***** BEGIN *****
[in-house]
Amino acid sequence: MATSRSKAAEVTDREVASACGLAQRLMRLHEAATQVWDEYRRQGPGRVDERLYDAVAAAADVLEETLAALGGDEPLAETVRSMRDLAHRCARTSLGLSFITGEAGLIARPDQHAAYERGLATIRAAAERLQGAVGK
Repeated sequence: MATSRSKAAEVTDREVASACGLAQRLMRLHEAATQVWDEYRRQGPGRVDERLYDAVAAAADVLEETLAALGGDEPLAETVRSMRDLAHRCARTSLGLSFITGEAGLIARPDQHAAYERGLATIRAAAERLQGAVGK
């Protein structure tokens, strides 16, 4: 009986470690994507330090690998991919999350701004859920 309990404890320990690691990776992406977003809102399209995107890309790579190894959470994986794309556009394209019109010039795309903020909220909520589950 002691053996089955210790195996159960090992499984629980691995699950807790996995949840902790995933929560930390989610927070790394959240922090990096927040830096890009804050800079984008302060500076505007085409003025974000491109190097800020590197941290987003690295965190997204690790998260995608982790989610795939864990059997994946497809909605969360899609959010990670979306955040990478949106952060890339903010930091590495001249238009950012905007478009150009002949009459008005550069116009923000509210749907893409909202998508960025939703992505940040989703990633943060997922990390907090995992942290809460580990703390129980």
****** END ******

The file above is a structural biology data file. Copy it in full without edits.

[in-house]
Amino acid sequence: MATSRSKAAEVTDREVASACGLAQRLMRLHEAATQVWDEYRRQGPGRVDERLYDAVAAAADVLEETLAALGGDEPLAETVRSMRDLAHRCARTSLGLSFITGEAGLIARPDQHAAYERGLATIRAAAERLQGAVGK
Repeated sequence: MATSRSKAAEVTDREVASACGLAQRLMRLHEAATQVWDEYRRQGPGRVDERLYDAVAAAADVLEETLAALGGDEPLAETVRSMRDLAHRCARTSLGLSFITGEAGLIARPDQHAAYERGLATIRAAAERLQGAVGK
């Protein structure tokens, strides 16, 4: 009986470690994507330090690998991919999350701004859920 309990404890320990690691990776992406977003809102399209995107890309790579190894959470994986794309556009394209019109010039795309903020909220909520589950 002691053996089955210790195996159960090992499984629980691995699950807790996995949840902790995933929560930390989610927070790394959240922090990096927040830096890009804050800079984008302060500076505007085409003025974000491109190097800020590197941290987003690295965190997204690790998260995608982790989610795939864990059997994946497809909605969360899609959010990670979306955040990478949106952060890339903010930091590495001249238009950012905007478009150009002949009459008005550069116009923000509210749907893409909202998508960025939703992505940040989703990633943060997922990390907090995992942290809460580990703390129980």